Teaching humans to play safe


Autonomous systems can be programmed to always make the logical, “best” decisions, given a set of circumstances. But what happens when human judgment and decision-making is introduced to a system? Xuan Wang, an assistant professor in George Mason University’s Electrical and Computer Engineering Department, is asking this question as part of a recent $344,000 grant from the National Science Foundation.

Wang stressed that this research is particularly important given technologies on the horizon. “The operation of many real-world systems involves the co-existence of human and autonomous agents. Inadequate coordination among these agents can lead to significant performance degradation or safety risks.”

Wang is turning the idea of humans controlling machines on its head. “The key novelty of this research is, instead of thinking about how humans can program robots, we are thinking about the ways that the autonomous agents can impact humans," he says. "Assuming human response can’t be coded in the way we can control a robotic agent’s behavior, then how we can design the robot’s behavior so they're impacting human behavior in a way that is beneficial for the overall system?”

A robot and a student collaboratively carry a glass of water on a board. Photo provided.
In one of Wang's simulations, a human and robot carry a cup of hot water, testing programmed guarantees so that when the cup spills, it only spills to the robot side of the board, protecting the human. Photo provided.

Because human agents, who are very diverse, use observations to see occurrences in the world around them and respond accordingly, traditional optimization approaches are less effective at predicting behavior. Wang says that he’ll use a framework relying on game theory, which assumes each agent has their own objective function, and that function is coupled with another agent’s decisions and actions. Then both human and autonomous agents ideally will optimize their overall behavior to coordinate across a whole system, creating a better output.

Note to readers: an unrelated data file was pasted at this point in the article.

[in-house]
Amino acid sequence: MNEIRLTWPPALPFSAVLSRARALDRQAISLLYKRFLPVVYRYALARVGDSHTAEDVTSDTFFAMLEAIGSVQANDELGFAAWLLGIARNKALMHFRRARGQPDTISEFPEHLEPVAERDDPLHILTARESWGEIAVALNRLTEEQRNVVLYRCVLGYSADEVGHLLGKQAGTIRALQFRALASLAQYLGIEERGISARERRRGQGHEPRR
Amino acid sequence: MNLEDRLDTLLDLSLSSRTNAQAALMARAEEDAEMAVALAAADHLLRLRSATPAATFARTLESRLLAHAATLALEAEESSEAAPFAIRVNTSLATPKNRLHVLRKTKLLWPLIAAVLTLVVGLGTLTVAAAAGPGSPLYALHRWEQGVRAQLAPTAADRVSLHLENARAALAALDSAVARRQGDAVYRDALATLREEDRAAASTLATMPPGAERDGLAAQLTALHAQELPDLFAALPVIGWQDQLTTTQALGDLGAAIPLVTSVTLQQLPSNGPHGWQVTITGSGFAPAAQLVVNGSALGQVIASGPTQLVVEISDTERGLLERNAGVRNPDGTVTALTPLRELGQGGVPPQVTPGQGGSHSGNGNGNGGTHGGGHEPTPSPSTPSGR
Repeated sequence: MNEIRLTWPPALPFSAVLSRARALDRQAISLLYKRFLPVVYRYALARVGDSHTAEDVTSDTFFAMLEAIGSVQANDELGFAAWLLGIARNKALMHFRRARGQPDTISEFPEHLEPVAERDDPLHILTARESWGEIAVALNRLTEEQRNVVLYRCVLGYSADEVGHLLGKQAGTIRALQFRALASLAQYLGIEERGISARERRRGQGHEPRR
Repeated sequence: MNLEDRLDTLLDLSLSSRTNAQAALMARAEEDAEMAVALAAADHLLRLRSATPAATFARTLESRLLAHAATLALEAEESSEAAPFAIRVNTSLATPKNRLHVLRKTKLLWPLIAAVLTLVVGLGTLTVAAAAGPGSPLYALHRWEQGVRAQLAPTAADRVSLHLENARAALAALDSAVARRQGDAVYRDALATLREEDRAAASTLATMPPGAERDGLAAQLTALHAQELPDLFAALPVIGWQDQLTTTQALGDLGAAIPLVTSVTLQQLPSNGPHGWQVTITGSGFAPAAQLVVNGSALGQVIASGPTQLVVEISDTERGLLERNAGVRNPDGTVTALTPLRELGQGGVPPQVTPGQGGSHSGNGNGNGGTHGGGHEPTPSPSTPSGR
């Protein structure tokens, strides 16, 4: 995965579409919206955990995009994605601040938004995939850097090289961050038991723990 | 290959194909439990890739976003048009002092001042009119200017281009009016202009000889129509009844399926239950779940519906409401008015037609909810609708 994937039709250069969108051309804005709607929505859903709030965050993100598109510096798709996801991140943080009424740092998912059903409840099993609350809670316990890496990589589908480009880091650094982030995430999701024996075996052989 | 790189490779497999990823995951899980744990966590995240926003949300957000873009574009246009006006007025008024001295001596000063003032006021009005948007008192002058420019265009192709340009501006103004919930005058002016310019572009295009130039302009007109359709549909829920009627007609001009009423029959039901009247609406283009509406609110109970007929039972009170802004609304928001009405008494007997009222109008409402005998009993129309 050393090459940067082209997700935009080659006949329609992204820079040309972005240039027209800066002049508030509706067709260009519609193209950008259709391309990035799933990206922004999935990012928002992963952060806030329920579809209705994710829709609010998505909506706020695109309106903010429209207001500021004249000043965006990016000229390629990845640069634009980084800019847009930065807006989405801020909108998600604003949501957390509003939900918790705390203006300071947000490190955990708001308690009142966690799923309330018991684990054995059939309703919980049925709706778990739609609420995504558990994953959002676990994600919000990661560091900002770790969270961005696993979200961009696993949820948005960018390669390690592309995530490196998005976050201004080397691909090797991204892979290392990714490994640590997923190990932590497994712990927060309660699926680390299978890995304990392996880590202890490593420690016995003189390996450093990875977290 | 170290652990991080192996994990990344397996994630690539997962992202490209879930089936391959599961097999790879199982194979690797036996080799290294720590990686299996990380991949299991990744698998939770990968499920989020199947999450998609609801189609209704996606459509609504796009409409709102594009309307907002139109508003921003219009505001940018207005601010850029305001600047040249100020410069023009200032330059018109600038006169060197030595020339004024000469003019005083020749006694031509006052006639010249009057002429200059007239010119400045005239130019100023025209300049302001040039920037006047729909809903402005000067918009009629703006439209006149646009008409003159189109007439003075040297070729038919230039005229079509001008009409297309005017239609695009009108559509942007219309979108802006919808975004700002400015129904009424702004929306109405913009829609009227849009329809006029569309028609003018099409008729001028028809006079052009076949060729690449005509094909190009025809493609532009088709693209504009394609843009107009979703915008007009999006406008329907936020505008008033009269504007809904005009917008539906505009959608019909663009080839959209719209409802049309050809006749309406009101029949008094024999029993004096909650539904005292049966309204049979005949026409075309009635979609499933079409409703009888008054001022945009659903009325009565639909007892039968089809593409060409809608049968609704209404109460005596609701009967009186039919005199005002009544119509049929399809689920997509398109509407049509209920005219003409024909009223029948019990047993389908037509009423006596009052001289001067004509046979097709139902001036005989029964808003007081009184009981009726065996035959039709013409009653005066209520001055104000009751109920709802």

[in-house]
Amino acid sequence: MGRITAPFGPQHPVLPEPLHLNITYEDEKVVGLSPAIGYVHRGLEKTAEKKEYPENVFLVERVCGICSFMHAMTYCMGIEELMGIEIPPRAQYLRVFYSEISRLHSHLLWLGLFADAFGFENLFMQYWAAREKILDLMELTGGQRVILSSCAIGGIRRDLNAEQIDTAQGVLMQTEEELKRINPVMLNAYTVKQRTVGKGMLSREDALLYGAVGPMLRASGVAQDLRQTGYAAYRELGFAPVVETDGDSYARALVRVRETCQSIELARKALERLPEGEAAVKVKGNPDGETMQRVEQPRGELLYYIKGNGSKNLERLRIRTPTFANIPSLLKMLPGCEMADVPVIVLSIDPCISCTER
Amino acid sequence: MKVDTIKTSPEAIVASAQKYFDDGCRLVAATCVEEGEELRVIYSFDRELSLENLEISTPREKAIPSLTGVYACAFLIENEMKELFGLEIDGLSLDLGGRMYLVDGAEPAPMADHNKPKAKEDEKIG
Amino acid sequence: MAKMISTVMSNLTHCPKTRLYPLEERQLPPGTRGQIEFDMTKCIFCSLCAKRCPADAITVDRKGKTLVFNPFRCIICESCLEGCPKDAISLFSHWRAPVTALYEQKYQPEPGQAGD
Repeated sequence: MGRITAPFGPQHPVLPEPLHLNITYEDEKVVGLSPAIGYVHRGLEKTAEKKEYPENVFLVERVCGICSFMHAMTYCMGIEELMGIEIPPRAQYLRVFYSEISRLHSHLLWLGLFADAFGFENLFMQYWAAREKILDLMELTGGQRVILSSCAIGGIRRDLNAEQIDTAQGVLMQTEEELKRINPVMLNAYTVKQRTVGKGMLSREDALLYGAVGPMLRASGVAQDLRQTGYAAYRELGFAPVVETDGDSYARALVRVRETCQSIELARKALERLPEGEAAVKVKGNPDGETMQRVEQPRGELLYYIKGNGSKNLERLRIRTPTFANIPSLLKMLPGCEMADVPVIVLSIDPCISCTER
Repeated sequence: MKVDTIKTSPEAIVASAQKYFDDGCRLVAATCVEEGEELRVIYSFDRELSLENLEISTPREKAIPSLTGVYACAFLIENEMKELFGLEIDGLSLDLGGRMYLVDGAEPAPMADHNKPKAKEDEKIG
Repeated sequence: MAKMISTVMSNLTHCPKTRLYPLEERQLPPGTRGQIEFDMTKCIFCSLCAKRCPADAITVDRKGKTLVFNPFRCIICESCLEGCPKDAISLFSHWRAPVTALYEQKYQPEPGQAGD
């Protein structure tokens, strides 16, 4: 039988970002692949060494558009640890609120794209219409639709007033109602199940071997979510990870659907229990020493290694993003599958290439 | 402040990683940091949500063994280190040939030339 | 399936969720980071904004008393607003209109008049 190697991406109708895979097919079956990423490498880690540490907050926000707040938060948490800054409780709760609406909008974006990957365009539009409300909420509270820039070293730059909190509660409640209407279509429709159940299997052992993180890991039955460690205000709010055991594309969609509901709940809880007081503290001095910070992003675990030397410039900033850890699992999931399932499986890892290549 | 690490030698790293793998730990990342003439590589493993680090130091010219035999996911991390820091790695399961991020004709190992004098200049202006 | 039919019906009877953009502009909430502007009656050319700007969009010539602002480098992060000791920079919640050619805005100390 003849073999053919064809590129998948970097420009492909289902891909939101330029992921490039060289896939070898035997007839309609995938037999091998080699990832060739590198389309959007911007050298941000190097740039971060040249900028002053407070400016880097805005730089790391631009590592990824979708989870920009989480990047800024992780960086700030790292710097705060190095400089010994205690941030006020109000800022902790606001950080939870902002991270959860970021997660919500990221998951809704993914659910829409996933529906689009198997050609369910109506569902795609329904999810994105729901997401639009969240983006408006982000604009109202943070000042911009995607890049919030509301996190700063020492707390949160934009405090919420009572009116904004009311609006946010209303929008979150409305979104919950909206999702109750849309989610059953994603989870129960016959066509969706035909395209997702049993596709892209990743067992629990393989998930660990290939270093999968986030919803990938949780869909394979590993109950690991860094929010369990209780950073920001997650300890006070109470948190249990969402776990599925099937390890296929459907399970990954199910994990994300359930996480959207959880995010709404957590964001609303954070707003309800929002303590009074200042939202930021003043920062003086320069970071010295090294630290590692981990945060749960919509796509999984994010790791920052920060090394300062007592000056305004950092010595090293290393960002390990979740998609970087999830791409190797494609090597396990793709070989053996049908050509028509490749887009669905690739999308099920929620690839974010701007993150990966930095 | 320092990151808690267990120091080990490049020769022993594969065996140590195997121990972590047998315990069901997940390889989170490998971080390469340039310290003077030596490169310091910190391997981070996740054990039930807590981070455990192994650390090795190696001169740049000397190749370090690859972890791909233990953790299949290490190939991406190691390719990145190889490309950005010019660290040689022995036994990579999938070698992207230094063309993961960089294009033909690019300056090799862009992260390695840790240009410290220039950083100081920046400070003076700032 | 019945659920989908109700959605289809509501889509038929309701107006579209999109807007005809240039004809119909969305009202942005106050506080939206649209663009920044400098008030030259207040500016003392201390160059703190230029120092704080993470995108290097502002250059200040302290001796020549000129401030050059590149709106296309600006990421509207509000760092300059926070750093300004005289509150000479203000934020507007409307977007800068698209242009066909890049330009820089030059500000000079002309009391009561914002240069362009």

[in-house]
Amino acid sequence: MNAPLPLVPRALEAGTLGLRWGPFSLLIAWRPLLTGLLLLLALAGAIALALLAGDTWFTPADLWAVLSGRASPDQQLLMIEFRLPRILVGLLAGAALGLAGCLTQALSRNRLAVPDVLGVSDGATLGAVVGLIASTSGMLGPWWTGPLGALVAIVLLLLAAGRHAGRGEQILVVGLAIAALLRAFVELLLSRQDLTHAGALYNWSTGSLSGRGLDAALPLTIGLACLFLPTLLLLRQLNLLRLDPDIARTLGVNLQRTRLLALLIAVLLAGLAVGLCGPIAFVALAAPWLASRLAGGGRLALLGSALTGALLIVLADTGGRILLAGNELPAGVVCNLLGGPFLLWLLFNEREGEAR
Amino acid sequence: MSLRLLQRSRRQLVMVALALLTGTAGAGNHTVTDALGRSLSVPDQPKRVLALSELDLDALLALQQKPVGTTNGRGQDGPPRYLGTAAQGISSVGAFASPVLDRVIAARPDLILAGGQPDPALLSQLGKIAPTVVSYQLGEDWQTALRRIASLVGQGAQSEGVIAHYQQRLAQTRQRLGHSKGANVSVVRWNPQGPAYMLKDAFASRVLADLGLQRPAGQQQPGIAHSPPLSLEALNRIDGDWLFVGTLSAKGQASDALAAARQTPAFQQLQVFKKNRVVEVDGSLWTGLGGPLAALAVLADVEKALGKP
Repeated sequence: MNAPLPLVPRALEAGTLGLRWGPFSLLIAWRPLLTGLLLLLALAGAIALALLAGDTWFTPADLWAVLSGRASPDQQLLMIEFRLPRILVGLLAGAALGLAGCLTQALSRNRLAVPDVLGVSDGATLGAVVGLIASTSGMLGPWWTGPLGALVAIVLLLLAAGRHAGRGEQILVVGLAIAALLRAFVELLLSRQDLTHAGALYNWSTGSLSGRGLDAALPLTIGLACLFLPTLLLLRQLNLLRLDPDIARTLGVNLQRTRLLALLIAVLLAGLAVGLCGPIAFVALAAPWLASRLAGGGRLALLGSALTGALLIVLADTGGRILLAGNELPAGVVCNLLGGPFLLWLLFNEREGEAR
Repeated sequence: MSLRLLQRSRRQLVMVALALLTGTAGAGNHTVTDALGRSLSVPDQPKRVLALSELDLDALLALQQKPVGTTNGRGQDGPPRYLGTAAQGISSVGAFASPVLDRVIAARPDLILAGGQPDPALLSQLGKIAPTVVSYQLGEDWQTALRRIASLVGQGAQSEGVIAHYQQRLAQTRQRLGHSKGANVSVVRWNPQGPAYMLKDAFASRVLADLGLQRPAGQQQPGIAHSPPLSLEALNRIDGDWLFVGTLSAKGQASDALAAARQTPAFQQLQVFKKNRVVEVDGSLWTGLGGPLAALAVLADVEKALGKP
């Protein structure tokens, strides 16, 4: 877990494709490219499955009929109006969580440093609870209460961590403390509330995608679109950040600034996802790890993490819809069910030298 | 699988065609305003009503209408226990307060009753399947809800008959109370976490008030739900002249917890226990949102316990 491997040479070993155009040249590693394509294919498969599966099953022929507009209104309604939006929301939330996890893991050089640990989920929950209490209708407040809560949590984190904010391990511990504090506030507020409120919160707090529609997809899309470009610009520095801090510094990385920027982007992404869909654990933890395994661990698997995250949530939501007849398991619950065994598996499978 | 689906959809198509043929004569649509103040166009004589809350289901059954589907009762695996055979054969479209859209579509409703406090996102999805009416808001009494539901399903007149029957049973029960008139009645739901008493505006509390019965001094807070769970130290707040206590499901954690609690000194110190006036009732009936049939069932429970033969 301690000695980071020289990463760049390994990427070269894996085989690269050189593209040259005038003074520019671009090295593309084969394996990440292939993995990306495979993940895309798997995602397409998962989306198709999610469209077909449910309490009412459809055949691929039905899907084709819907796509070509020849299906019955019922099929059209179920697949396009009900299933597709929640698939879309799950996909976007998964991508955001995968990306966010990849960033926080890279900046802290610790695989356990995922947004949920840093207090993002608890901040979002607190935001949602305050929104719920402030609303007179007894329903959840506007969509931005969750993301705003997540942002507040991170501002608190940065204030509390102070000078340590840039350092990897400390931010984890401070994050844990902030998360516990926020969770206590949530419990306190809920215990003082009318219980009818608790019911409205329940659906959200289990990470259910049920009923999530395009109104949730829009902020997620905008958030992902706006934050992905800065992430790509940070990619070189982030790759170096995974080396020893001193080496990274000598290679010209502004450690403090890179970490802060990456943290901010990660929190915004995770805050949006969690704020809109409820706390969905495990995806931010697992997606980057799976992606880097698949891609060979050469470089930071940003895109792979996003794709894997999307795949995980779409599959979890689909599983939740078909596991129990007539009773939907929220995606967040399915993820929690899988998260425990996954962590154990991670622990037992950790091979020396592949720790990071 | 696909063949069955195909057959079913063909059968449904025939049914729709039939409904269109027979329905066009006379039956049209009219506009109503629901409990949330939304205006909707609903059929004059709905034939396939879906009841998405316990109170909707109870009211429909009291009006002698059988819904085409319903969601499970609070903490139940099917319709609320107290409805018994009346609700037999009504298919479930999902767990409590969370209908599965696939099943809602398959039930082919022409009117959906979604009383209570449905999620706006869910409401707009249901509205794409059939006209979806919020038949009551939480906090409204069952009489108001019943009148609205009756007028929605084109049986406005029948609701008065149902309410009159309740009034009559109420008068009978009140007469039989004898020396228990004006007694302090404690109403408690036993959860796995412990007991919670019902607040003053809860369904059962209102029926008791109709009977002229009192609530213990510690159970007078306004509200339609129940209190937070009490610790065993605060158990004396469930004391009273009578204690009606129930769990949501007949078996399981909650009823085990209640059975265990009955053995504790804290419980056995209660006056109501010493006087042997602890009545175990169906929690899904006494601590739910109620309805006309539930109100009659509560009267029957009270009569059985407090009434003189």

This human-response alignment mechanism is bidirectional, allowing for communication moving in opposite ways at the same time. For robots, they will investigate new approaches that allow them to adapt more intelligently to human behaviors with uncertainties; for humans, they will study how they can be incentivized during human-robot interaction so that human responses favor the efficiency and robustness of the entire system.

But how can systems—autonomous or controlled by humans—ever guarantee safety, say in the use of unpersoned vehicles?

Wang says, “When we are deriving safety criteria, there might be some uncertainties, so given the inputs of the system there will be an upper and lower bound that allows you to know what is the worst case that will happen. Given that, if all assumptions are satisfied, one can guarantee that there will be no crash.”

Wang and team are also working with the Army Research Lab to develop collaborative autonomous vehicles working in unknown environments, ensuring the vehicles can coordinate and gain advantage when there are potential threats in the environment.